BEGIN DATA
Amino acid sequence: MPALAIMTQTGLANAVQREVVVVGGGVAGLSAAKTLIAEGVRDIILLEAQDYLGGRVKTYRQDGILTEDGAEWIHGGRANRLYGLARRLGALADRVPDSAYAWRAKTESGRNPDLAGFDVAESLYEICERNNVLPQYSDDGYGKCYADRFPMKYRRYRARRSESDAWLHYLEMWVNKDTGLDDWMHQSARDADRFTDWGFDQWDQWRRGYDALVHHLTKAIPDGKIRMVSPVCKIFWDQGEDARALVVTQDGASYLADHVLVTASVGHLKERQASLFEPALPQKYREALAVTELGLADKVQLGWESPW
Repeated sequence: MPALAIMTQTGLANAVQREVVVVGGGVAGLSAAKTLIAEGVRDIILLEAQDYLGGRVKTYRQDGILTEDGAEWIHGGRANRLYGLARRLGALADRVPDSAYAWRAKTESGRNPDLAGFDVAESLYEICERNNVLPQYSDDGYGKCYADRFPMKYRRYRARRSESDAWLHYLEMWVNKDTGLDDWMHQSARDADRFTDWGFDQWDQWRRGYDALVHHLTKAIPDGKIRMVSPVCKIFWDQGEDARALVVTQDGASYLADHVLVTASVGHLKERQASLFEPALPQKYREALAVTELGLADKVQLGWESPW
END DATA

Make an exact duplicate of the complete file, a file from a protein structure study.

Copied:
Amino acid sequence: MPALAIMTQTGLANAVQREVVVVGGGVAGLSAAKTLIAEGVRDIILLEAQDYLGGRVKTYRQDGILTEDGAEWIHGGRANRLYGLARRLGALADRVPDSAYAWRAKTESGRNPDLAGFDVAESLYEICERNNVLPQYSDDGYGKCYADRFPMKYRRYRARRSESDAWLHYLEMWVNKDTGLDDWMHQSARDADRFTDWGFDQWDQWRRGYDALVHHLTKAIPDGKIRMVSPVCKIFWDQGEDARALVVTQDGASYLADHVLVTASVGHLKERQASLFEPALPQKYREALAVTELGLADKVQLGWESPW
Repeated sequence: MPALAIMTQTGLANAVQREVVVVGGGVAGLSAAKTLIAEGVRDIILLEAQDYLGGRVKTYRQDGILTEDGAEWIHGGRANRLYGLARRLGALADRVPDSAYAWRAKTESGRNPDLAGFDVAESLYEICERNNVLPQYSDDGYGKCYADRFPMKYRRYRARRSESDAWLHYLEMWVNKDTGLDDWMHQSARDADRFTDWGFDQWDQWRRGYDALVHHLTKAIPDGKIRMVSPVCKIFWDQGEDARALVVTQDGASYLADHVLVTASVGHLKERQASLFEPALPQKYREALAVTELGLADKVQLGWESPW